Severe malarial anemia (SMA) is the most common clinical manifestation of severe malaria in infants and young children and causes ~ 20% mortality in children <3 years in areas holoendemic for P. falciparum. SMA is a multifactorial disease involving increased erythrocyte destruction as well as decreased erythrocyte production. Although the etiology of these mechanisms likely involves dysregulation in inflammatory mediators, the underlying molecular basis of SMA remains largely undefined. The current application is a competing continuation of a previously funded proposal in response to an RFA to meet this challenge. To gain improved understanding of the factors that regulate SMA, we have taken a genetic-based approach that investigates the role of innate inflammatory mediators in conditioning the development and outcomes of SMA in children residing in a holoendemic area of malaria transmission in western Kenya. Our previous application focused on defining the complex phenotype of SMA by performing extensive clinical evaluations so that the underlying genes responsible for the varied outcomes could be established. These investigations identified a number of novel inflammatory mediators and polymorphisms within immune response genes associated with susceptibility to SMA. These studies further revealed that HIV-1 exposure significantly enhanced the development of SMA during acute malaria. This finding has important public health implications since 20% of the study participants were exposed to HIV-1, a rate comparable to that throughout much of sub-Saharan Africa. Although we successfully defined factors that promote SMA, these studies were limited due to small sample volumes available from severely anemic children. Recent advances in biotechnology now allow for cost-effective, high-throughput genetic and immunological analyses that overcome these limitations. Since malaria is a polygenic disease, exploration of a larger panel of genes is required to successfully identify those variants that condition clinical outcomes. As such, in the competing continuation, we will investigate a comprehensive, but focused panel of innate immune response genes we hypothesize to be important in conditioning acute and longitudinal outcomes of SMA. This will allow for construction of haplotypes which appear to be better predictors of complex disease outcomes than individual polymorphisms. The primary goals of this proposal are: 1) to determine the genotypic profiles and haplotypic structures that condition the development and outcomes of SMA in children with malaria as a single disease and in children exposed to HIV-1, and 2) to identify innate immune response genes that mediate protective immunity against SMA following repeated episodes of malaria. The overall goal of this proposal is to identify critical genes that underlie susceptibility to SMA. Successful accomplishment of this goal will aid in identifying those children in which targeted therapeutic interventions are required.

Agency
National Institute of Health (NIH)
Institute
National Institute of Allergy and Infectious Diseases (NIAID)
Type
Research Project (R01)
Project #
5R01AI051305-08
Application #
7778268
Study Section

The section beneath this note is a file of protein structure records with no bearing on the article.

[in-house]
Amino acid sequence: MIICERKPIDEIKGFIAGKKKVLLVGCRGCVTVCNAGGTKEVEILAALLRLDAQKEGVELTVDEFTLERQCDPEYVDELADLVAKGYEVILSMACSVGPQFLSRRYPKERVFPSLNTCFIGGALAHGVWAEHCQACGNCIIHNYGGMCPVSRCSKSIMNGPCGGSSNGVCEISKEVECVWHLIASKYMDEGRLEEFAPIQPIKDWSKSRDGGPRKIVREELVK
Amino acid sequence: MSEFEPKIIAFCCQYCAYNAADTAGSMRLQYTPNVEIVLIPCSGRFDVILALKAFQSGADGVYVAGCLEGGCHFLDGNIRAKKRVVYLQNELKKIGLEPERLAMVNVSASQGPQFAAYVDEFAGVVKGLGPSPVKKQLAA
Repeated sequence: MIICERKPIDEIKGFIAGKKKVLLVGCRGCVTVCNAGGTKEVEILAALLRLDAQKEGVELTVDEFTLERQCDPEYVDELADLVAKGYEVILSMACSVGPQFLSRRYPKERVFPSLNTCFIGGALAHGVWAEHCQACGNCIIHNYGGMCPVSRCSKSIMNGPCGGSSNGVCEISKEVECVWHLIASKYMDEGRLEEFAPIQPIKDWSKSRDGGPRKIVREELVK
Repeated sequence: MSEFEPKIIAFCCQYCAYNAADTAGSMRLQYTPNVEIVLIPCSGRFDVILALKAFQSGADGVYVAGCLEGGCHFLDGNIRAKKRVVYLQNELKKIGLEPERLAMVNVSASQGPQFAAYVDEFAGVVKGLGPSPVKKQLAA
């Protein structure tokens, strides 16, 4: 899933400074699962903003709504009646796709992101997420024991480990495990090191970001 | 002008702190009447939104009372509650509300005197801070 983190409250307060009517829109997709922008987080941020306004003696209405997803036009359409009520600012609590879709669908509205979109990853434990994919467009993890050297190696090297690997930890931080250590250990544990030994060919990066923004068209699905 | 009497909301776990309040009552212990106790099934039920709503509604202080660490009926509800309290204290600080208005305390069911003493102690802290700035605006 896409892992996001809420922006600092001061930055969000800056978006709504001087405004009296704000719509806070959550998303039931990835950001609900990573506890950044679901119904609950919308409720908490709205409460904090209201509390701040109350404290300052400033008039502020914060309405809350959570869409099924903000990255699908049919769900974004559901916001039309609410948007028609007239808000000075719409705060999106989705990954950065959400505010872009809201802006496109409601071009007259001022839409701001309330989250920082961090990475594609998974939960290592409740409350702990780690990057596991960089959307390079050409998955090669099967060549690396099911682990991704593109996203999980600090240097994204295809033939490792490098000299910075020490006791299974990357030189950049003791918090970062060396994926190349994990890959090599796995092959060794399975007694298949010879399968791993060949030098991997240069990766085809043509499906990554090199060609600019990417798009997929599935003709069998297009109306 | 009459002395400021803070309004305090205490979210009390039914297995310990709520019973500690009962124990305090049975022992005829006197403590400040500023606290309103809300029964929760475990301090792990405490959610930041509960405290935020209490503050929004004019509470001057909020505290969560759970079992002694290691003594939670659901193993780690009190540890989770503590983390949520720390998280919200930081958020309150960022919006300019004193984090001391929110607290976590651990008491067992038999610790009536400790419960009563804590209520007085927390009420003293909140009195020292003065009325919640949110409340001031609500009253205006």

Clinical Research and Field Studies of Infectious Diseases Study Section (CRFS)
Program Officer
Rao, Malla R
Project Start
2002-09-01
Project End
2012-03-31
Budget Start
2010-04-01
Budget End
2011-03-31
Support Year
8
Fiscal Year
2010
Total Cost
$557,423
Indirect Cost
Name
University of New Mexico Health Sciences Center
Department
Internal Medicine/Medicine
Type
Schools of Medicine
DUNS #
829868723
City
Albuquerque
State
NM
Country
United States
Zip Code
87131
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Munde, Elly O; Okeyo, Winnie A; Raballah, Evans et al. (2017) Association between Fc? receptor IIA, IIIA and IIIB genetic polymorphisms and susceptibility to severe malaria anemia in children in western Kenya. BMC Infect Dis 17:289
Davenport, Gregory C; Hittner, James B; Otieno, Vincent et al. (2016) Reduced Parasite Burden in Children with Falciparum Malaria and Bacteremia Coinfections: Role of Mediators of Inflammation. Mediators Inflamm 2016:4286576
Kempaiah, Prakasha; Dokladny, Karol; Karim, Zachary et al. (2016) Reduced Hsp70 and Glutamine in Pediatric Severe Malaria Anemia: Role of Hemozoin in Suppressing Hsp70 and NF-?B activation. Mol Med :
Lalremruata, Albert; Magris, Magda; Vivas-Martínez, Sarai et al. (2015) Natural infection of Plasmodium brasilianum in humans: Man and monkey share quartan malaria parasites in the Venezuelan Amazon. EBioMedicine 2:1186-92
Rivas, Ariel L; Jankowski, Mark D; Piccinini, Renata et al. (2013) Feedback-based, system-level properties of vertebrate-microbial interactions. PLoS One 8:e53984
Okeyo, Winnie A; Munde, Elly O; Okumu, Wilson et al. (2013) Interleukin (IL)-13 promoter polymorphisms (-7402 T/G and -4729G/A) condition susceptibility to pediatric severe malarial anemia but not circulating IL-13 levels. BMC Immunol 14:15
Anyona, Samuel B; Kempaiah, Prakasha; Davenport, Gregory C et al. (2013) Suppressed circulating bicyclo-PGE2 levels and leukocyte COX-2 transcripts in children co-infected with P. falciparum malaria and HIV-1 or bacteremia. Biochem Biophys Res Commun 436:585-90
Rivas, Ariel L; Fasina, Folorunso O; Hoogesteyn, Almira L et al. (2012) Connecting network properties of rapidly disseminating epizoonotics. PLoS One 7:e39778
Davenport, Gregory C; Hittner, James B; Were, Tom et al. (2012) Relationship between inflammatory mediator patterns and anemia in HIV-1 positive and exposed children with Plasmodium falciparum malaria. Am J Hematol 87:652-8

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